From conquistadors to Dolores Huerta to your mami, papi, and abuelita, Latinos and their experiences have been woven into the great tapestry of America’s history since even before there was a United States of America to speak of.
Latinos have helped to shape the history of the United States for over five centuries. Yet, our stories, our histories and our contributions have often been overlooked within history books and mainstream media. The new PBS documentary, Latino Americans, will change that. Produced by Adriana Bosch and narrated by actor Benjamin Bratt, Latino Americans will feature the varied stories of historic, legendary and every day Latino Americans.
American Latinos is a three part, six-hour series set to air on three consecutive Tuesdays during Hispanic Heritage month, starting September 17th. The documentary is part of a larger, bilingual initiative which includes an interactive digital campaign “designed to motivate viewers, listeners, and digital media users to engage in discussions, explore their communities and share their stories, bringing texture and immediacy to the Latino Americans series.” Individuals are invited to share their experiences, thoughts and stories at pbs.org/latino-americans and participate in a larger, ongoing conversation about Latinos’ contribution to our shared past, present and future by using the project hashtag #LatinosPBS on Twitter. The public can submit video submissions now at pbs.org/latino-americans/en/send-videos/.
Latino Americans is a long-overdue initiative, 500 years in the making. The documentary is novel in many ways, but especially in how it provides a platform for every Latino—past, present, famous and every day ordinary—to participate in the creation and preservation of a unique history that bridges the Latino experience with the American history—and history in the making.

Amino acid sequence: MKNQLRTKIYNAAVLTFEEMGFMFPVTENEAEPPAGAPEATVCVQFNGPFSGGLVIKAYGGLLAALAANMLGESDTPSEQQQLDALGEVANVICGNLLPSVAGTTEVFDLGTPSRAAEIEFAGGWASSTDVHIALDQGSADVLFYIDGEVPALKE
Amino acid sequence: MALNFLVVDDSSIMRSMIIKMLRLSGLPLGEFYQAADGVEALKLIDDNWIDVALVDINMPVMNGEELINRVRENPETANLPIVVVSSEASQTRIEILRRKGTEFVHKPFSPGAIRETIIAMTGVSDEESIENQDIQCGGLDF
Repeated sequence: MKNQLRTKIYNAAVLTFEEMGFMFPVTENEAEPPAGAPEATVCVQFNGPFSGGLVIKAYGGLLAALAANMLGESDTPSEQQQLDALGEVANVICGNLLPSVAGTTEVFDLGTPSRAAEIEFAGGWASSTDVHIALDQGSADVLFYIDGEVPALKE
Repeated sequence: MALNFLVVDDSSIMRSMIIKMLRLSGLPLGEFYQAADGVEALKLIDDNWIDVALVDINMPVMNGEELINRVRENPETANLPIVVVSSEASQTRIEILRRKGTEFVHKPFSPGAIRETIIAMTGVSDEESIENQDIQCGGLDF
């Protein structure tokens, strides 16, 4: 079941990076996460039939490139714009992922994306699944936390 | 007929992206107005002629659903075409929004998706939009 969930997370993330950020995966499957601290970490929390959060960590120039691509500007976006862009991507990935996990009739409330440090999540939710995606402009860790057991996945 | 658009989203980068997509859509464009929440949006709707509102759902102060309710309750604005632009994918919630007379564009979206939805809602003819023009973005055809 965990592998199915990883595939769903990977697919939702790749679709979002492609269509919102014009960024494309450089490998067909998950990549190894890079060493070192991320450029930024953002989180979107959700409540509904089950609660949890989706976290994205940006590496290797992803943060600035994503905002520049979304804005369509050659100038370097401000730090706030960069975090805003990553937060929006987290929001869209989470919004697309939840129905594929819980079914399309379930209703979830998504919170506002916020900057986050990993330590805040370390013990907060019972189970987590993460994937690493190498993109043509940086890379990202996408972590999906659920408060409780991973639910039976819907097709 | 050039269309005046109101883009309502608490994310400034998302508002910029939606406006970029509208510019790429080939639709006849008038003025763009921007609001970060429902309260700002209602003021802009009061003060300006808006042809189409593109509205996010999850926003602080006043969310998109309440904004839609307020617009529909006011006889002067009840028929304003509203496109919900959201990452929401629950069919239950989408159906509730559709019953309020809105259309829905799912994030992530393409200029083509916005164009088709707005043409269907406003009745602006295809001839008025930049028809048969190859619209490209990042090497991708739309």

In addition to providing Latinos with an interactive platform from which to share their stories, Latino Americans joins an evolving movement of producers, directors, and journalists making what Soledad O’Brien called, during her interview with Jorge A. Plasencia,a t the Hispanicize 2013 closing Latinnovator luncheon, “stories that matter.” In her interview with Voxxi’s Aiyanna Baida, Latino Americans’ producer Adriana Bosch said,
“I think it is very important to have Latinos involved in stories about Latinos… I don’t believe in an absolute Latino presence in stories about Latinos, but I think the creative presence… is crucial. So to me it’s about how you staff a project. And how much voice Latinos have in the public television system.”
Latino Americans joins Soledad O’Brien’s Latino in America series, Miguel Picker’s Latinos Beyond the Reel and Edward James Olmos’ Filly Brown, in a growing library of Latino-produced documentaries and films.
Latino content producers who are interested in creating platforms for more Latino stories to be shared should check out the National Association of Latino Independent Producers or the Writers Guild of America, West’s Latino Writers Committee.
If you would like to contribute your story to Latino Americans’ interactive digital campaign, submit your video here: pbs.org/latino-americans/en/send-videos/.
Latino Americans will premiere on PBS Tuesday, September 17th, 2013 and on Vme on Saturday, September 20th.
For more information about Latino Americans, visit : http://www.pbs.org/latino-americans/en/
By Being Latino Contributor, Tanisha Love Ramirez.